If anyone out there is wondering where the Rare Bird Alert went last week, I was out of town for the Kansas Lek Treks birding festival and was traveling the entire time I usually put this together. That said, this week you get a bonus week worth of rarities to get you caught up.
Continuing rarities in the ABA Area include the Redwing (ABA Code 4) in Newfoundland, the California Little Stint (4), and the Black-faced Grassquit (4) in Florida.
What a month so far in New York, which boasts two 1st state records so far in April. The first was a fortuitous flyover of a Zone-tailed Hawk in Kings, the latest record of this southwestern raptor in the east which might consist of one or two wide-ranging individuals. And the second, a clearly-marked Mottled Duck in Suffolk, another new mark set for a bird that is increasingly wandering up the east coast.
Maryland also gained a species this month, when the Heermann’s Gull that had spent the better part of the winter in Virginia crossed the Chesapeake Bay and ended up in Baltimore, where it represents a 1st. For those keeping track, there are two individual Heermann’s Gulls on the east coast and both, now, have represented 1st record for multiple states.
Down to North Carolina, where a Ruff (3) in Beaufort is one of fewer than 10 for the state, and a White-tailed Kite in Carteret is the state’s 4th.
Tis the season once again for Bahama Mockingbird (3) in Florida, and one turned up right on time in Palm Beach.
In Pennsylvania, a Cinnamon Teal was a nice find in Centre.
New Hampshire’s 4th record of Slaty-backed Gull (3) was found in Rockingham.
The Steller’s Sea-Eagle (4) is back this week, this time at Wallace Bay, Nova Scotia, and seen by many birders on the latest roadshow stop.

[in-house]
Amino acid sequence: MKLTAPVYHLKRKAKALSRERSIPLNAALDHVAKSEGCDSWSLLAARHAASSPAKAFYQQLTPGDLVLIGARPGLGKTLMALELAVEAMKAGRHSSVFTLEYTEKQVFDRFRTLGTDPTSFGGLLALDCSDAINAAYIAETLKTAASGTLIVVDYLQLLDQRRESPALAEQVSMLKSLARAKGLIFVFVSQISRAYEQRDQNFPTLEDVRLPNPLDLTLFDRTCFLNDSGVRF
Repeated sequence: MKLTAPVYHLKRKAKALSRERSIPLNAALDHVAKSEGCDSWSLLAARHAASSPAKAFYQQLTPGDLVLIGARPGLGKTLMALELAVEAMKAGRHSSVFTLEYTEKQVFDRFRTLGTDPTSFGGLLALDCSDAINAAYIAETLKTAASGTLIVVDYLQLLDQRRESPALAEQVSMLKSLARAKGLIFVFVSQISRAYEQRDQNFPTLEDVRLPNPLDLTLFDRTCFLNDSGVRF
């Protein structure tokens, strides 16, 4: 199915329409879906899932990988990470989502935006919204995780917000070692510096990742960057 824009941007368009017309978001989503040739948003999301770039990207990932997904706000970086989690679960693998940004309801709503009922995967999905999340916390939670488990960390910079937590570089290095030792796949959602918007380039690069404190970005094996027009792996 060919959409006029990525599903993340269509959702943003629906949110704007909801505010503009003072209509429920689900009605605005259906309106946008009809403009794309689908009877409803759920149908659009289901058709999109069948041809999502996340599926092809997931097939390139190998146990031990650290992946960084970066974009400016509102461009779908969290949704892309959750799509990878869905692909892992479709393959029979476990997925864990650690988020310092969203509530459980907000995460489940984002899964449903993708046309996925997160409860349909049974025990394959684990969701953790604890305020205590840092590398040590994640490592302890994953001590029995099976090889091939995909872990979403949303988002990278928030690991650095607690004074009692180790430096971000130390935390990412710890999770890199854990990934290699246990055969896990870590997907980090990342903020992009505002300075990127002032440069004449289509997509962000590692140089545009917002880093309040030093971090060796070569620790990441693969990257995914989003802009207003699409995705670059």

In Newfoundland, a Northern Lapwing (4) turned up on the Avalon Peninsula.
Good birds for Indiana include a Ruff (3) in Greene and a Cinnamon Teal in Montgomery.
In Kentucky, a Purple Gallinule randomly turned up in Lexington, as they are wont to do from time to time.
Michigan has been full of interesting ducks lately, with the state’s 6th record of Tufted Duck in St. Clair and the 11th Cinnamon Teal in Huron.
Up to Minnesota, where a Varied Thrush was seen in a private yard in Hubbard.
In Arizona, the season’s first Tufted Flycatcher (4) was seen in Cochise.
And notable birds in Washington include a Common Grackle in Kittitas and a Black-headed Gull (3) in King.
Omissions and errors are not intended, but if you find any please message blog AT aba.org and I will try to fix them as soon as possible. This post is meant to be an account of the most recently reported birds. Continuing birds not mentioned are likely included in previous editions listed here. Place names written in italics refer to counties/parishes.
Readers should note that none of these reports has yet been vetted by a records committee. All birders are urged to submit documentation of rare sightings to the appropriate state or provincial committees. For full analysis of these and other bird observations, subscribe to North American Birds, the richly illustrated journal of ornithological record published by the ABA.